13 Tips for Sun Protection: This Summer and Beyond

13 Tips for Sun Protection: This Summer and Beyond

Sun Protection Tips

In the summer when the days are longer, and the sun is brighter, most people start thinking about their upcoming vacations—but few are thinking about how to protect their skin. In fact, only 34 percent of adults reported applying sunscreen with SPF 15 or higher,1 even though one-third of adults reported having a sunburn within the past year.2

 

If you’re among these numbers, now is the time to take some action in protecting your skin from the sun—not just in the summer but every single day of the year. Harmful ultraviolet (UV) rays don’t just show up from May to August, they’re around in every season. Read on for tips for protecting your skin from harmful UV rays all year long.

 

1. Layer up. Sunscreen works best when it’s combined with other sun protection. This can include wearing long-sleeve shirts, long pants, hats, and sunglasses while outside. You can also use lotions, sprays, gels, or lip balms with SPF to make sure you’re protecting every inch of your skin. If your cosmetics have an SPF of less than 15, don’t use them alone. Apply full-strength sunscreen to prevent sun damage.

 

2. Check the date. Most sunscreens have shelf lives of one to three years before they become less effective. Make sure to check the expiration date before you apply.

 

3. Get a helping hand. It can be hard to properly apply sunscreen to every part of your exposed skin. Get help when applying it to exposed, hard-to-reach areas like the back or scalp.

Reapply sunscreen to protect your skin from the sun

 

4. Reapply often. Even waterproof sunscreen wears off after swimming, sweating, or drying off with a towel. It can also rub off when you scratch your skin. Read the label to find out how long your sunscreen lasts but always reapply if you stay in the sun for more than two hours.

 

5. Use for every activity. You should be applying sunscreen whenever you’re out in the sun. This includes running, biking, walking, or even mowing the lawn.

 

6. Throw up some shade. The hours from 10 a.m. and 4 p.m. are peak times for sunlight. Make sure to stay in the shade as much as possible while the sun is at its brightest.

 

protect your skin every day from the sun's harmful UV rays

 

7. Watch out for clouds. Even on cloudy days, up to 80 percent of UV rays can penetrate skin.3 Make sure to use sunscreen every day all year round, even if it’s cloudy or cool.

 

8. Throw out those tanning beds. Using tanning beds is just as dangerous as lying out in the sun. If you want to get a sun-kissed glow, try a sunless tanning lotion that uses natural ingredients to keep skin moisturized.

 

9. Keep those numbers up. Sunscreen works to screen out UV rays—not completely block them. The higher the SPF, the less UV passes through. If you burn in 10 minutes without using sunscreen, SPF 15 will protect you for about 15 times longer, or 150 minutes. But these numbers are only accurate if sunscreen is perfectly applied. That can be difficult to achieve every time, so play it safe and reapply sunscreen more often than you think you should. Remember that no sunscreen can block 100 percent of UV rays, no matter the SPF.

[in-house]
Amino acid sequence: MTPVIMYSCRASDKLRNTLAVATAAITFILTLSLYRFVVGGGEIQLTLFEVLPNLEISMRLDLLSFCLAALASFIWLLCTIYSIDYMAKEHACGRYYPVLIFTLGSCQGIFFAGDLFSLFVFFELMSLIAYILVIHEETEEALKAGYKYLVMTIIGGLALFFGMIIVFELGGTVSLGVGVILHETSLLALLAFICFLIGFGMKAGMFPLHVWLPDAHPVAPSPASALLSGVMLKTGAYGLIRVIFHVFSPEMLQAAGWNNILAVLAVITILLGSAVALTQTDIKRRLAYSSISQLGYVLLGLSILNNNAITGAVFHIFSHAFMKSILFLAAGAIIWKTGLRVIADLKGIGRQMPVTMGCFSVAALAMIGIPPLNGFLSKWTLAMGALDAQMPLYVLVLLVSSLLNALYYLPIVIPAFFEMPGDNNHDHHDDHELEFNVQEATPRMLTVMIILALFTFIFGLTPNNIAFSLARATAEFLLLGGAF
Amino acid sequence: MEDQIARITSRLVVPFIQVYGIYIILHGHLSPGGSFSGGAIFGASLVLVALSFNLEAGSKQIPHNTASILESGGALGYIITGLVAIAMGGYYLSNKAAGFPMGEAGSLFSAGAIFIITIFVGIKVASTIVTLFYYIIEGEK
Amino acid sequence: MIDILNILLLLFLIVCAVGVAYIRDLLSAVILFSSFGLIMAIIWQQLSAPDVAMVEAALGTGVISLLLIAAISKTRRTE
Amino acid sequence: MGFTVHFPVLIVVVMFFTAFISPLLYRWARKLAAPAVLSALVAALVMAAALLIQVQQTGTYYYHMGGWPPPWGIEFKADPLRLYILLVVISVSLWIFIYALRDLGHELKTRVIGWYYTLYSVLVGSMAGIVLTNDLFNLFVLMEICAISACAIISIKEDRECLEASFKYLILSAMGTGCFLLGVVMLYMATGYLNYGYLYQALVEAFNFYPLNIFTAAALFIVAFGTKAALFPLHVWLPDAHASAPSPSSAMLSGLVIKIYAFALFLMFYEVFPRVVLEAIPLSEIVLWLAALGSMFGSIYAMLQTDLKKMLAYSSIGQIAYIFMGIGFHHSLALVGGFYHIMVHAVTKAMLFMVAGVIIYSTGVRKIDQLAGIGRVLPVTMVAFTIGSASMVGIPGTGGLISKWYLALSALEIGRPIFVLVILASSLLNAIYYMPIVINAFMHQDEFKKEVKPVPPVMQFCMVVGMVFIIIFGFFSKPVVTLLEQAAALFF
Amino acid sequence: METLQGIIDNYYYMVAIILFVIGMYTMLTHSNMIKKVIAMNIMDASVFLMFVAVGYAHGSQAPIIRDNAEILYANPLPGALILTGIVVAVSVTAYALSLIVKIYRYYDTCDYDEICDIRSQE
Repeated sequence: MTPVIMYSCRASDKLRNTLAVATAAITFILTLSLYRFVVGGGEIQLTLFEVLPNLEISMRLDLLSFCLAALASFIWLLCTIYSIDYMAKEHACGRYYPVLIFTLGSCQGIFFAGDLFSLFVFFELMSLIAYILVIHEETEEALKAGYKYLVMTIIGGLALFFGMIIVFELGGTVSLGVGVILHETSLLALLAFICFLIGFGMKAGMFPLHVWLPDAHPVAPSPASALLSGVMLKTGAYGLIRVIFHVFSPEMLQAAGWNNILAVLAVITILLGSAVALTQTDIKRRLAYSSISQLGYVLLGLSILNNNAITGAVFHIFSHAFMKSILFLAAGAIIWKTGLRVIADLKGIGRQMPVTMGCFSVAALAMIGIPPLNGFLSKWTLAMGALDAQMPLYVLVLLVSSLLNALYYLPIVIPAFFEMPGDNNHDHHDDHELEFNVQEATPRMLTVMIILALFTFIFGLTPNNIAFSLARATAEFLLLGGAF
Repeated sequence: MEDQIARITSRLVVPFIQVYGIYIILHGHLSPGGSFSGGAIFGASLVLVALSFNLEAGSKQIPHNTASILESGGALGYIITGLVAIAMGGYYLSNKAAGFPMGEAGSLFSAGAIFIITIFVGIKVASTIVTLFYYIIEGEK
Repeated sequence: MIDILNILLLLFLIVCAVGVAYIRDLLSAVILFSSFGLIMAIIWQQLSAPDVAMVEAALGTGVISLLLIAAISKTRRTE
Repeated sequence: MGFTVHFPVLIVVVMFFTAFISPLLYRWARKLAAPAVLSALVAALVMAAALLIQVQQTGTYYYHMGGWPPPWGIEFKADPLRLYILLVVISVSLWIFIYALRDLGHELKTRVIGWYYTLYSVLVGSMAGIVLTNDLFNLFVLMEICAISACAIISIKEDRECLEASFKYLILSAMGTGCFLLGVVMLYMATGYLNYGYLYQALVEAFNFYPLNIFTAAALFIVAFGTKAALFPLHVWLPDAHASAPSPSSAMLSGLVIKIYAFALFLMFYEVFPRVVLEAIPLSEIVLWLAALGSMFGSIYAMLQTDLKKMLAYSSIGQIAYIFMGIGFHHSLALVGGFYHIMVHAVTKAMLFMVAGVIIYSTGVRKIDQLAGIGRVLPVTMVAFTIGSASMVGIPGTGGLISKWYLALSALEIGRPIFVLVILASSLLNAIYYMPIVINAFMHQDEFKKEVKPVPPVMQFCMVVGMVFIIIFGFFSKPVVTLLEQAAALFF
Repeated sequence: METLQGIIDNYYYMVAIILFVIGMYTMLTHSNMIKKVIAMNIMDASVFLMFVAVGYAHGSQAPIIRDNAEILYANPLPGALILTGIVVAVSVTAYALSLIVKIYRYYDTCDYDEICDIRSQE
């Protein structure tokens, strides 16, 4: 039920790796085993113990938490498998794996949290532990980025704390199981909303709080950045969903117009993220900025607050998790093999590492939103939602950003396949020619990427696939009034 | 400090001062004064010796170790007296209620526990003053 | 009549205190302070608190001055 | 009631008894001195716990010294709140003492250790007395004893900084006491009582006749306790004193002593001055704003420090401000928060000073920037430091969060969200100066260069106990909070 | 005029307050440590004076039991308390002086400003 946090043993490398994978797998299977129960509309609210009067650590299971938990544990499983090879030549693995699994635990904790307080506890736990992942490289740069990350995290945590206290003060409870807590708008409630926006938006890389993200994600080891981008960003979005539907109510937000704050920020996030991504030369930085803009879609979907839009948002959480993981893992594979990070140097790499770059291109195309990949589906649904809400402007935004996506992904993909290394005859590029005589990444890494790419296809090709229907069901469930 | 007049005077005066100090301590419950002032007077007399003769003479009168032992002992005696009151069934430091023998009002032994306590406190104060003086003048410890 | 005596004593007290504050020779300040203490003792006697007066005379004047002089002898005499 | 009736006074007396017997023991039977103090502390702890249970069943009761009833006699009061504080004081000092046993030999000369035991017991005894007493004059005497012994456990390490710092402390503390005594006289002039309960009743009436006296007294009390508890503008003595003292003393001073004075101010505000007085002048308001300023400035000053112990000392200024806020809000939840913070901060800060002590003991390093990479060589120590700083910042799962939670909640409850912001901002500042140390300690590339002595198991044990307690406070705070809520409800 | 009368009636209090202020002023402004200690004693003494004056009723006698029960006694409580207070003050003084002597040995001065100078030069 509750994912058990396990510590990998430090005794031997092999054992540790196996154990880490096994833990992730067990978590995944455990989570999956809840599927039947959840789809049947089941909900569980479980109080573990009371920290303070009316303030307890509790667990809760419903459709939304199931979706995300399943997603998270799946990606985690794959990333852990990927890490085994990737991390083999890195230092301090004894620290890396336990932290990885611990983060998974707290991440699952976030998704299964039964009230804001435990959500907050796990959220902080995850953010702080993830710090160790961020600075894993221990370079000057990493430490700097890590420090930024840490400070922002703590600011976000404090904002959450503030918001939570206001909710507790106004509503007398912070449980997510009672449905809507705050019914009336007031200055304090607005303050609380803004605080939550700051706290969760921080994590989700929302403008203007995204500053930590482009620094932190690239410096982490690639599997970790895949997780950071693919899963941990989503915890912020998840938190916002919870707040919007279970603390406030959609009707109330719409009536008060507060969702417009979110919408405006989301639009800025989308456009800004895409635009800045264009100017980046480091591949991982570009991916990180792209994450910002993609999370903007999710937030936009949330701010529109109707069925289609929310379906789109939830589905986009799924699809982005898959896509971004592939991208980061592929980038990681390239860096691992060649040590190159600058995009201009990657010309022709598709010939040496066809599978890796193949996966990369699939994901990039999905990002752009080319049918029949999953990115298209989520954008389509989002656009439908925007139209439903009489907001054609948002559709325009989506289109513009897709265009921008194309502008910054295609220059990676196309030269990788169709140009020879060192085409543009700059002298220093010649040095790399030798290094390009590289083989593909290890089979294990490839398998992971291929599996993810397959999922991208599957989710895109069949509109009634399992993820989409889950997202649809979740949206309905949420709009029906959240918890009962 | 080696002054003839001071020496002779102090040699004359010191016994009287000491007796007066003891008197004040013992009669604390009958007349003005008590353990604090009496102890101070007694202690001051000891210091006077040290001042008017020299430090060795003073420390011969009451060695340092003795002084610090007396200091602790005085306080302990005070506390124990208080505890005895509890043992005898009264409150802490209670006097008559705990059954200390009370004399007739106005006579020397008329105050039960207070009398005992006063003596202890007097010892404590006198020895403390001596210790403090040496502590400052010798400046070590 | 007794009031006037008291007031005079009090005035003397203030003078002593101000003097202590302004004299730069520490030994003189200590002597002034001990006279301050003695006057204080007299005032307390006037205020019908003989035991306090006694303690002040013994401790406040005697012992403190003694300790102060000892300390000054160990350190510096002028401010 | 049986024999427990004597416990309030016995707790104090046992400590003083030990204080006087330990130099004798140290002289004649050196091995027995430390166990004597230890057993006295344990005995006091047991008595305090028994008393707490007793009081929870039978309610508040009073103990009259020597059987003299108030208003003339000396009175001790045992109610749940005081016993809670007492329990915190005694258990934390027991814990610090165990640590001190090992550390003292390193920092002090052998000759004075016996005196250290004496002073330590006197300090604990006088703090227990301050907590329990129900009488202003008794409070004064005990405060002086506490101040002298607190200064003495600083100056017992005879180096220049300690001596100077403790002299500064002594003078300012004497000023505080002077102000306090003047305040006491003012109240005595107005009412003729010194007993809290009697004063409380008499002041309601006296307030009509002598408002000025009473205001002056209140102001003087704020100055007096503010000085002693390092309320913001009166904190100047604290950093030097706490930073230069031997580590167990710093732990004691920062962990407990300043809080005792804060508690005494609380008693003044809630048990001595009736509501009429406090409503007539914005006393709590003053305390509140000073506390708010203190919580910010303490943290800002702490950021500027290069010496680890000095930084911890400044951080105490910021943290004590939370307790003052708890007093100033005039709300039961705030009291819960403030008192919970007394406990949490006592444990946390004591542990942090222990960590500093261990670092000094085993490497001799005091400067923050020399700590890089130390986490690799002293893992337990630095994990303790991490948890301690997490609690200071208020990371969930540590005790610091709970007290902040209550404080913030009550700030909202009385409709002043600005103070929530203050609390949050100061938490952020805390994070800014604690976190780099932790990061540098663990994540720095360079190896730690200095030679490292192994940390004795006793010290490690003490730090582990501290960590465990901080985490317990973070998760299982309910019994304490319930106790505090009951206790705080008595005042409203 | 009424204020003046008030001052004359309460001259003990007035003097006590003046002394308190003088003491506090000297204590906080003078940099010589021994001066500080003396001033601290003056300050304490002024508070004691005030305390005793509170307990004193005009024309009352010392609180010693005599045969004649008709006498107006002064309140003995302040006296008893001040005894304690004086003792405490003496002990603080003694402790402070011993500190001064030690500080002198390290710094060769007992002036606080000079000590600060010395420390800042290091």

10. Let it soak in. Most people only apply 25–50 percent of the recommended amount of sunscreen.4 Make sure you apply sunscreen in thick, generous layers and wait about 20 minutes before going out into the sun. Giving it some time to soak in will help the lotion properly bind to your skin. If you’re using spray sunscreen, make sure to spray a sufficient amount and rub it in well.

 

11. Avoid UVA and UVB. UVA rays age skin prematurely, causing age spots and wrinkles. These rays can even pass through windows. UVB rays primarily cause sunburns, but they are blocked by windows. Make sure to get a sunscreen that protects against both UVA and UVB rays.

 

12. Check your skin. UV ray exposure—from the sun, tanning beds, or sun lamps—is the most common cause of skin cancer which is the most common cancer in the United States. Anyone, no matter their race, gender, age, or skin tone, can develop skin cancer. Make sure to have your skin checked at least once a year by a skincare professional to watch for early signs of skin cancer.

 

13. Think ahead. Although skincare products can help reduce the appearance of sun damage, nothing is more effective than preventing sun damage from happening in the first place.

 

take preventive actions to protect your skin from the sun

Protecting your skin from sun damage is so much more than quickly applying sunscreen. It involves a year-round awareness of the causes and consequences of UV ray exposure. Nu Skin works hard to create products that not only protect the skin but actively make it healthier. Take a look at Nu Skin’s line of sun protection products to keep your skin healthy and safe.

 

 

Resources:

1) https://www.cdc.gov/cancer/skin/basic_info/sun-safety.htm

2) https://www.cdc.gov/cancer/skin/basic_info/protect_infographic.htm

3) https://www.cdc.gov/cancer/skin/basic_info/sun-safety-tips-families.htm

4) https://theconversation.com/explainer-how-does-sunscreen-work-what-is-spf-and-can-i-still-tan-with-it-on-88869

 

Divider